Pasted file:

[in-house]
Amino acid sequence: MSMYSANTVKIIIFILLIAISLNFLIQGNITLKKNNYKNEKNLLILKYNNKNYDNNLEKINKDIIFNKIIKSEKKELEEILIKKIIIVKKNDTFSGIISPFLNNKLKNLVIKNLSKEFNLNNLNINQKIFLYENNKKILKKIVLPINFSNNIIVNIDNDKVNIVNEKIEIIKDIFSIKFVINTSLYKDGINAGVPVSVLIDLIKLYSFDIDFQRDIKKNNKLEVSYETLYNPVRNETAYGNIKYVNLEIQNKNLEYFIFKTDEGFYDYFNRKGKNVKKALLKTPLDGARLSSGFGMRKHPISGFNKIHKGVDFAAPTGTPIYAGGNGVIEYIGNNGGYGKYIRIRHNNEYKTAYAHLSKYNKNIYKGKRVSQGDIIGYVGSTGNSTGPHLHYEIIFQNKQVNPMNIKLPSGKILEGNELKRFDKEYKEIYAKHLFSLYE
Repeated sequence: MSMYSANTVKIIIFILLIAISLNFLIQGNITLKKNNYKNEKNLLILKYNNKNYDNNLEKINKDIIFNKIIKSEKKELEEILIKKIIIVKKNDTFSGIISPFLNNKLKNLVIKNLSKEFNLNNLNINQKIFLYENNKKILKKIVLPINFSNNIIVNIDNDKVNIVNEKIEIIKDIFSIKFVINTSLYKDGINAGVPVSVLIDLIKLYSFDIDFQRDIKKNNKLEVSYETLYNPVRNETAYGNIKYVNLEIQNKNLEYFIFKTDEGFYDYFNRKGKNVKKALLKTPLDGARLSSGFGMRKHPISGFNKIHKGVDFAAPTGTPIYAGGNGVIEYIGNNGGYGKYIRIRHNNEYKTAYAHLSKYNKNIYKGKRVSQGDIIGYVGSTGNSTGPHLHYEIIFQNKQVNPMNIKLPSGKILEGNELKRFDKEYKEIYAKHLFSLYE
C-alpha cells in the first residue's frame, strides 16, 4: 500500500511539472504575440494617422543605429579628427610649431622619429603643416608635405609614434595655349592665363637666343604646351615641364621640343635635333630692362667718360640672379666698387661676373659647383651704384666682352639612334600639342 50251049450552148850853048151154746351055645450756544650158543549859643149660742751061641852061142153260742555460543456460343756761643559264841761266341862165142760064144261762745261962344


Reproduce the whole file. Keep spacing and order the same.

[in-house]
Amino acid sequence: MSMYSANTVKIIIFILLIAISLNFLIQGNITLKKNNYKNEKNLLILKYNNKNYDNNLEKINKDIIFNKIIKSEKKELEEILIKKIIIVKKNDTFSGIISPFLNNKLKNLVIKNLSKEFNLNNLNINQKIFLYENNKKILKKIVLPINFSNNIIVNIDNDKVNIVNEKIEIIKDIFSIKFVINTSLYKDGINAGVPVSVLIDLIKLYSFDIDFQRDIKKNNKLEVSYETLYNPVRNETAYGNIKYVNLEIQNKNLEYFIFKTDEGFYDYFNRKGKNVKKALLKTPLDGARLSSGFGMRKHPISGFNKIHKGVDFAAPTGTPIYAGGNGVIEYIGNNGGYGKYIRIRHNNEYKTAYAHLSKYNKNIYKGKRVSQGDIIGYVGSTGNSTGPHLHYEIIFQNKQVNPMNIKLPSGKILEGNELKRFDKEYKEIYAKHLFSLYE
Repeated sequence: MSMYSANTVKIIIFILLIAISLNFLIQGNITLKKNNYKNEKNLLILKYNNKNYDNNLEKINKDIIFNKIIKSEKKELEEILIKKIIIVKKNDTFSGIISPFLNNKLKNLVIKNLSKEFNLNNLNINQKIFLYENNKKILKKIVLPINFSNNIIVNIDNDKVNIVNEKIEIIKDIFSIKFVINTSLYKDGINAGVPVSVLIDLIKLYSFDIDFQRDIKKNNKLEVSYETLYNPVRNETAYGNIKYVNLEIQNKNLEYFIFKTDEGFYDYFNRKGKNVKKALLKTPLDGARLSSGFGMRKHPISGFNKIHKGVDFAAPTGTPIYAGGNGVIEYIGNNGGYGKYIRIRHNNEYKTAYAHLSKYNKNIYKGKRVSQGDIIGYVGSTGNSTGPHLHYEIIFQNKQVNPMNIKLPSGKILEGNELKRFDKEYKEIYAKHLFSLYE
C-alpha cells in the first residue's frame, strides 16, 4: 500500500511539472504575440494617422543605429579628427610649431622619429603643416608635405609614434595655349592665363637666343604646351615641364621640343635635333630692362667718360640672379666698387661676373659647383651704384666682352639612334600639342 50251049450552148850853048151154746351055645450756544650158543549859643149660742751061641852061142153260742555460543456460343756761643559264841761266341862165142760064144261762745261962344